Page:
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Thread: Should we intervene in Syria?

  1. #1
    Administrator CatInASuit's avatar
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    Default Should we intervene in Syria?

    According to several reports, chemicals weapons have been used by the ruling regime in Syria to attack the rebels who are fighting them. Chemical weapons are banned by several treaties, and for good reason, so if they have been used it certainly a breach.

    However, there is no current certainty about the precise details of the attack, as UN investigators are on the ground trying to work out what has happened. Even if they find some evidence of it though, Russia and China are still likely to veto any action against Syria.

    So, should the US, the UK and other allies act without a UN mandate on humanitarian grounds or wait until a UN Mandate is given.

    And if they do act, how much action should they take?
    In the land of the blind, the one-arm man is king.

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    Member Elendil's Heir's avatar
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    Russia and China are very unlikely to permit the UN Security Council to approve any military action. Perhaps the General Assembly might do so, but I doubt it.

    I cringed a little when President Obama stated awhile back that WMD or chemical-weapons use would be a "red line" that would carry consequences, because the Syrian government is just desperate and just evil enough that I thought they'd probably cross that line, sooner or later. Now that they have, Obama has little choice but to punish them militarily, or badly lose credibility in foreign affairs. I expect cruise missile and perhaps warplane attacks on Syrian political and military targets, and perhaps even the establishment of a no-fly zone. The President should fully consult with Congress, consistent with the War Powers Resolution, something he didn't do with Libya (to my chagrin, and I'm an Obama supporter).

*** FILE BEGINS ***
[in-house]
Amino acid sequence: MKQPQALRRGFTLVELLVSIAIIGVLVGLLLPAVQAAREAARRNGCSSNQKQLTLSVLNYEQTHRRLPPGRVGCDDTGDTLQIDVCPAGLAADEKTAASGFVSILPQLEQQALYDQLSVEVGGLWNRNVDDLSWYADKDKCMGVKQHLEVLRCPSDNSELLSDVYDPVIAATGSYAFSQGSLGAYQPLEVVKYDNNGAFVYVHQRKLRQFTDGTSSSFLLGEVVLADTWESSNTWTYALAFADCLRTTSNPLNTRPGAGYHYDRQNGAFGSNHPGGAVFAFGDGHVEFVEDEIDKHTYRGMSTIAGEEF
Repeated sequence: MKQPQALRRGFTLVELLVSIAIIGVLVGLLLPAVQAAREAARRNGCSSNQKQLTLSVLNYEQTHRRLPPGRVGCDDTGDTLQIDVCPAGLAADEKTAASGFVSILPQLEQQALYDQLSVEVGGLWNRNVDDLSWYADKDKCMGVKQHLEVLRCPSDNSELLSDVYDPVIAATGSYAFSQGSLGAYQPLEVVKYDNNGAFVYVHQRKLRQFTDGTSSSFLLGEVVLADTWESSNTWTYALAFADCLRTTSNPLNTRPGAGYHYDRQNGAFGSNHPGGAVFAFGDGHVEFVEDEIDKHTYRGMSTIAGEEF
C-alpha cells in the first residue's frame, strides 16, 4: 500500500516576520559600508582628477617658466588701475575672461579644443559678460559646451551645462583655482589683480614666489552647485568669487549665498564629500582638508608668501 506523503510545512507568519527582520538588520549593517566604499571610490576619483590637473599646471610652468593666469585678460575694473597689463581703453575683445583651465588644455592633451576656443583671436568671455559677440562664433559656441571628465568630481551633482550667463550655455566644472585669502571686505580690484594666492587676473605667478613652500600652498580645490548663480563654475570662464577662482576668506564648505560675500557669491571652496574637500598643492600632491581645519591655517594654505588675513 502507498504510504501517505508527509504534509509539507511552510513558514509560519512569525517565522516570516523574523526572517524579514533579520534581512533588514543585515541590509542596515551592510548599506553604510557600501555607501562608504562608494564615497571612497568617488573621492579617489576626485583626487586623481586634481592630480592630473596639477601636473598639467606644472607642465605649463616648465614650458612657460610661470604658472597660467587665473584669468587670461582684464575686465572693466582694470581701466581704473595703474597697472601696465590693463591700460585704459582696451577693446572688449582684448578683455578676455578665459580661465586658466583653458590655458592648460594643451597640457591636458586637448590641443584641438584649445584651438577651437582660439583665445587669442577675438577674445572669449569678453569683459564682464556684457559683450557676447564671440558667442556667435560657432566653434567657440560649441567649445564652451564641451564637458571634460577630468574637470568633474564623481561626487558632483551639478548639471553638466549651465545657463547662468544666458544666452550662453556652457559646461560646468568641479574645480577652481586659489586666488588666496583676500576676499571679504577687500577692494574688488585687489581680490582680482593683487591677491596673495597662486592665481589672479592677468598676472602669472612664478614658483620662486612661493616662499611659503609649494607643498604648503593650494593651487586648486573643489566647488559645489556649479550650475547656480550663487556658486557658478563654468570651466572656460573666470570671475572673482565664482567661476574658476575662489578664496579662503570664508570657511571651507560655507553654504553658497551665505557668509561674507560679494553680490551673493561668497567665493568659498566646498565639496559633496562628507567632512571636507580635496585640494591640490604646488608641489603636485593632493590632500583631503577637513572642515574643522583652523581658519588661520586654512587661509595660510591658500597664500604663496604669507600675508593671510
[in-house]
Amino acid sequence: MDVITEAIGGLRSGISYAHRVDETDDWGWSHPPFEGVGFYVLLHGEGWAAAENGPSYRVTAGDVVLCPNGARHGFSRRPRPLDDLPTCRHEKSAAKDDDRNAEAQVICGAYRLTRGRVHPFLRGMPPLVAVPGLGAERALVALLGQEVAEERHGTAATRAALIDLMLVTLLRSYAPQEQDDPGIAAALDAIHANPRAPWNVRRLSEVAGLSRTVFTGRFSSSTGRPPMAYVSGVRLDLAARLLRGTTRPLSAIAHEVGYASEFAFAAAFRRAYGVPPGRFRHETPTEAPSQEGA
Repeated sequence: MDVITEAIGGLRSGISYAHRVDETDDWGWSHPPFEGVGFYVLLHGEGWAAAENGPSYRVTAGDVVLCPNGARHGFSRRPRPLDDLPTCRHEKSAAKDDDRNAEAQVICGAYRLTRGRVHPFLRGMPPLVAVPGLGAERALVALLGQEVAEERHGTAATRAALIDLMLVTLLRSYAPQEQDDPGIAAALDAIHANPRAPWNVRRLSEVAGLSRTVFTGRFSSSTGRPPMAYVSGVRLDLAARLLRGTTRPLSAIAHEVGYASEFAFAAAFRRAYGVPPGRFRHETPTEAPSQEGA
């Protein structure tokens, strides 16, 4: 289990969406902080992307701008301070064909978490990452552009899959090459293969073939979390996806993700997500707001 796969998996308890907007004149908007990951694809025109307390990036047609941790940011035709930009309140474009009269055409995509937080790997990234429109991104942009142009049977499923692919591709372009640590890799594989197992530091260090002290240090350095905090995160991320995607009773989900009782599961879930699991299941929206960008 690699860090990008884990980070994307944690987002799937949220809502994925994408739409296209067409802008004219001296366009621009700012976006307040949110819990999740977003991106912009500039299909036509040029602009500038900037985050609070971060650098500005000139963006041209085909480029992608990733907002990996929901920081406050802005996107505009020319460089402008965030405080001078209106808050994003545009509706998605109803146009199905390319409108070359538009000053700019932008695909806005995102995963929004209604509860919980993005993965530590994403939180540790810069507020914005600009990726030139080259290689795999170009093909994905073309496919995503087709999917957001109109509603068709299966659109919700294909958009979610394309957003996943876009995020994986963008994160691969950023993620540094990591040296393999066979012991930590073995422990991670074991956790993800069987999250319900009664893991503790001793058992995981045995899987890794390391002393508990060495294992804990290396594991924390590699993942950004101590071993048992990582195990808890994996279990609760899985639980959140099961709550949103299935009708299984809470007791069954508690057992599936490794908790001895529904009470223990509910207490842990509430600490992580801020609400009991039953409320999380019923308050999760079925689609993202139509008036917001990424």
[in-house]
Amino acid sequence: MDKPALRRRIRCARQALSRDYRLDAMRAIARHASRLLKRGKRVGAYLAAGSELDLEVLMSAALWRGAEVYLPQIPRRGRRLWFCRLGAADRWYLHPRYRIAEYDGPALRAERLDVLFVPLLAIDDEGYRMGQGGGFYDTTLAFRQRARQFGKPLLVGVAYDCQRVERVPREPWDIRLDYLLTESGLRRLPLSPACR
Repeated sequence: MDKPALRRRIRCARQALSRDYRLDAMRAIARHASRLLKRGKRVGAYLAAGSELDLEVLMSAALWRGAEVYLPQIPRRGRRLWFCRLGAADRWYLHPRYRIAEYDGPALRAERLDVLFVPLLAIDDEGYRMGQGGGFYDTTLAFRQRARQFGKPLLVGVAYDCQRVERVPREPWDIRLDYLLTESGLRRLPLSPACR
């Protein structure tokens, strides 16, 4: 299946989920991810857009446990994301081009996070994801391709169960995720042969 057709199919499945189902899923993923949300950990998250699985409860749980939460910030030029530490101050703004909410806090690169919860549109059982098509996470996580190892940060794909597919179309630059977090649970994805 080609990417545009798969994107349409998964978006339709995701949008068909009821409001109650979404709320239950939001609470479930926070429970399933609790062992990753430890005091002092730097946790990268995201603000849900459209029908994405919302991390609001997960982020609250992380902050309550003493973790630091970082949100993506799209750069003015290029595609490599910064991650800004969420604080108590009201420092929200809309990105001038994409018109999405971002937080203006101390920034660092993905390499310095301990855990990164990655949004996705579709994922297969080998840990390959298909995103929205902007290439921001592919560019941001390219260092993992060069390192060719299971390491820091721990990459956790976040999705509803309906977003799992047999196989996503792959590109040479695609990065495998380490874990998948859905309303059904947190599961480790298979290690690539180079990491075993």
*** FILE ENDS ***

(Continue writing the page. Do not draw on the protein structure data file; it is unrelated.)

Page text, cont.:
NPR this morning said that British PM David Cameron was hoping for a quick approval of military action by the House of Commons, but too many MPs, many of whom will long remember feeling hurried into war a decade ago in Iraq, still have questions, so a vote has been deferred.

    The French have been quite critical of the Assad regime, and might take part too. The more, the merrier; I'd certainly rather this not be seen as an all-U.S.-show.

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    Administrator CatInASuit's avatar
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    Ouch, the UK Government voted against any military action. I hate to say it but without the UK, Obama is pretty much going to have to go it alone, and probably override Congress into the bargain.

    Cameron gets stuffed over by the lies of the Iraq war and Obama has to deal with the Benghazi fallout resurfacing.

    Hollande has said the French will join in strikes on Syria. Makes you wonder if there is a new Special Relationship.
    In the land of the blind, the one-arm man is king.

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    Oliphaunt The Original An Gadaí's avatar
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    This is one of those things where I haven't an effin' clue what's for the best.

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    Elen síla lumenn' omentielvo What Exit?'s avatar
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    I'm against unilateral action by the US. I think Obama made one of his biggest mistakes when he drew that line in the sand. Something like the Arab League requesting our assistance would be what I would look for.

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    Administrator CatInASuit's avatar
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    Well, it looks like everything is going to be asking their governments for permission to go ahead and use military action.

    The political outfall in the UK has gotten very messy though. Lots of recriminations and slurs being thrown around, with a side order of position jockeying to make sure they are not on the wrong side.
    In the land of the blind, the one-arm man is king.

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    Oliphaunt The Original An Gadaí's avatar
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    France seems relatively gung-ho about it. Is that because the French still consider the region their colonial bailiwick?

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    Administrator CatInASuit's avatar
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    Part of the problem with getting involved is that both sides look as bad as each other. I don't think a negotiated treaty between the two sides is going to hold.
    In the land of the blind, the one-arm man is king.

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